Pontone et al. [66] assessed 127 patients with the SCID and found that 50% had a lifetime anxiety disorder, with a diagnosis of anxiety disorders not otherwise specified being the most frequent diagnosis. About 40% of this group had situational anxiety related to parkinsonism (e.g. fear of falling and fear of freezing). Other patients had anxiety during the ‘wearing off’ of anti-parkinsonian drugs, whilst still others had panic-like episodes. Patients with lifetime anxiety have a higher frequency of a positive familial psychiatric history, a lifetime personal history of depression, and lower quality of life as compared to PD patients without lifetime anxiety. The comorbidity between anxiety and depression was high (65%), and the current frequency of anxiety disorders was 43%. Thirty percent of patients met DSM-IV criteria for anxiety disorders not otherwise specified, further suggesting that the psychiatric criteria used to diagnose anxiety in PD may not adequately apply to this population. Nineteen percent had a specific phobia, followed by panic disorder (10%) and social phobia (9%). Partial validation to the anxiety disorders was provided by the finding that quality of life was significantly worse for patients with anxiety disorders as compared to those without.

A recent study [67] assessed 79 PD patients using the Mini International Neuropsychiatric Interview and the Spielberger State-Trait Anxiety Inventory. Twenty-five percent of the sample met DSM-IV diagnostic criteria for a current anxiety disorder, 8% met criteria for panic disorder, 13% for social phobia, and 3% for generalized anxiety disorder. There was a significant association between the presence of anxiety disorders and motor complications (e.g. ‘on-off’ fluctuations and ‘freezing’), worse quality of life, and older age. Finally, the comorbidity between anxiety and depression was 14%.

Leentjens et al. [68] have recently completed a one-year cross-sectional multicentre study that included a consecutive series of 342 patients with PD assessed with the Mini International Neuropsychiatric Interview and several anxiety rating scales. The main finding was that 34% of patients met DSM-IV diagnostic criteria for at least 1 anxiety disorder, whilst 12% met criteria for 2 or more anxiety disorders. Generalized anxiety disorder was the most common diagnosis, followed by agoraphobia and social phobia. A logistic regression analysis showed that female gender, motor fluctuations, and a lifetime history of anxiety disorders were significantly related to the presence of anxiety. Given the psychometric limitations of the anxiety scales for use in PD, the authors suggested developing an anxiety rating scale specific to PD.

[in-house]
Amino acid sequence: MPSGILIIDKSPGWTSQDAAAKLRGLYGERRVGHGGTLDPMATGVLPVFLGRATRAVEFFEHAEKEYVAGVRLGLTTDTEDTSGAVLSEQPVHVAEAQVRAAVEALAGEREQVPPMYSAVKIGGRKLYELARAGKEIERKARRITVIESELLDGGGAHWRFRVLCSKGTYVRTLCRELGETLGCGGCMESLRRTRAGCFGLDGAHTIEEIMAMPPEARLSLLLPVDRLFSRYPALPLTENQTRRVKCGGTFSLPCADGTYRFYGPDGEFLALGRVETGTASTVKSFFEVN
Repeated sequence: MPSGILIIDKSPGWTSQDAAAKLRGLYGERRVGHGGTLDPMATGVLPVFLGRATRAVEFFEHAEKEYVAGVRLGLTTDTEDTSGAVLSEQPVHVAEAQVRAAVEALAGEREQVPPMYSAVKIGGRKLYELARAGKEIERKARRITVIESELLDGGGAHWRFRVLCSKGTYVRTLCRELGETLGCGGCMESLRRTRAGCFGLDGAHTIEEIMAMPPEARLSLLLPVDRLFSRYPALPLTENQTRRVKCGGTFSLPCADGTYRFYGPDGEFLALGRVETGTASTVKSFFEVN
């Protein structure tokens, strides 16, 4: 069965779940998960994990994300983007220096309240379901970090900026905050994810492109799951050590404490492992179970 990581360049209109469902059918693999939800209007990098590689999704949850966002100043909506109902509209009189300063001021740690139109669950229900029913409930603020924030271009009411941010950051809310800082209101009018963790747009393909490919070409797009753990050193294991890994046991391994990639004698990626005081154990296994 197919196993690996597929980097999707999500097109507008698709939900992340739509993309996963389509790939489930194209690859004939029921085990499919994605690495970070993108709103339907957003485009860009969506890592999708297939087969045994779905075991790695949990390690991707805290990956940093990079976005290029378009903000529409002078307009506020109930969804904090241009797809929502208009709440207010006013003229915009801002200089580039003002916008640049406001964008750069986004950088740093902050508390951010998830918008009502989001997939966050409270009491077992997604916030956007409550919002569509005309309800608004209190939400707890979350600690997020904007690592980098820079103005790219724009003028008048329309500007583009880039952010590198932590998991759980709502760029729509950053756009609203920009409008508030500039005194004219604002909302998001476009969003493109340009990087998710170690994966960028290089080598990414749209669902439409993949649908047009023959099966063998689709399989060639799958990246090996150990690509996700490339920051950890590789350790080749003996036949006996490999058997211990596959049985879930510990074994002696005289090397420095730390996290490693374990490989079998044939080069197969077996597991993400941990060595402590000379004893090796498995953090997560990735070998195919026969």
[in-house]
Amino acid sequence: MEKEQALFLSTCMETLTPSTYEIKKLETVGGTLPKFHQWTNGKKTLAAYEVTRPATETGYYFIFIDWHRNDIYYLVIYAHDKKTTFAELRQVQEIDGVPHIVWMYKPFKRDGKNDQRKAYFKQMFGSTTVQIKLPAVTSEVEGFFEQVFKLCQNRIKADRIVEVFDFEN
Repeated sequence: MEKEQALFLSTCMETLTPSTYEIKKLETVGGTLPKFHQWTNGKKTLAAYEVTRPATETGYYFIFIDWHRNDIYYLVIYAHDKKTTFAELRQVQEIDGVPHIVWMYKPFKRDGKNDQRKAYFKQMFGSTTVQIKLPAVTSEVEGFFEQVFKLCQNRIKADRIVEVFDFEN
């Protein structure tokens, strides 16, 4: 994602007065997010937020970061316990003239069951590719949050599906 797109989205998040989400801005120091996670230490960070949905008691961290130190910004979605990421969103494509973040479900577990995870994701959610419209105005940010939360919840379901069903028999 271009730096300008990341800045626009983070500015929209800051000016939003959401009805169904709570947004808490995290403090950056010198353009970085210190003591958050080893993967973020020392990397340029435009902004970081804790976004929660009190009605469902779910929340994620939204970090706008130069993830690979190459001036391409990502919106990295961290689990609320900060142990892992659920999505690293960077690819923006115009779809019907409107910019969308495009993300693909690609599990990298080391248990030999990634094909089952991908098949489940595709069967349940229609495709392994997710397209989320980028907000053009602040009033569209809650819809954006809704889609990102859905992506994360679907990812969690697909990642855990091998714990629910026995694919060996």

In conclusion, whilst anxiety disorders have been consistently reported to be present in 20-40% of PD patients, the type of anxiety disorder was reported to have a wide variation, from initial studies showing a relatively high frequency of panic disorder, to more recent studies showing non-episodic anxiety disorders to be the most frequent in PD. These discrepancies may be related to the use of different psychiatric instruments and diagnostic criteria for anxiety in PD, full or partial screening for DSM-IV anxiety disorders. The high frequency of anxiety disorders not otherwise specified found in recent studies suggests that the use of DSM-IV criteria may not provide an adequate gold-standard for diagnosing anxiety disorders in PD. Future criteria may consider the fact that both motor and autonomic symptoms of PD may be related to the heterogeneity of anxiety disorders in PD.

There is a paucity of treatment studies of anxiety in PD. Menza et al. [69] carried out an 8-week open-label study that included 10 PD patients using citalopram. They reported a significant decrease in HAM-A scores at study completion. The medication was well tolerated and there were no serious side effects.

Depression is one of the most common non-motor disorders in PD. Cross-sectional studies reported that about 20-30% of patients suffer major depression, whilst longitudinal studies suggest an incidence of about 20%. Therefore, most patients with PD will suffer depression at some stage during the illness. Depression is a marker of a ‘malignant’ type of PD as it is associated with faster cognitive, motor and functional decline and worse quality of life. The mechanism of depression remains unknown, but recent studies suggest dysfunction in specific frontal regions. Recent RCTs demonstrated the efficacy of escitalopram, nortriptyline and pramipexole. Future studies should demonstrate the usefulness of psychotherapy. Apathy is another frequent non-motor problem in PD and is significantly associated with depression and cognitive deficits. Its mechanism remains unknown, and no treatment has demonstrated adequate efficacy. Whilst anxiety disorders are common in PD, adequate instruments for diagnosis and measure have yet to be developed. Specific psychotherapeutic techniques should also be developed to treat this condition.

This study was supported by grants from the National Health and Medical Research Council of Australia, the Fremantle Hospital Research Foundation, the University of Western Australia, and the Michael J. Fox Foundation.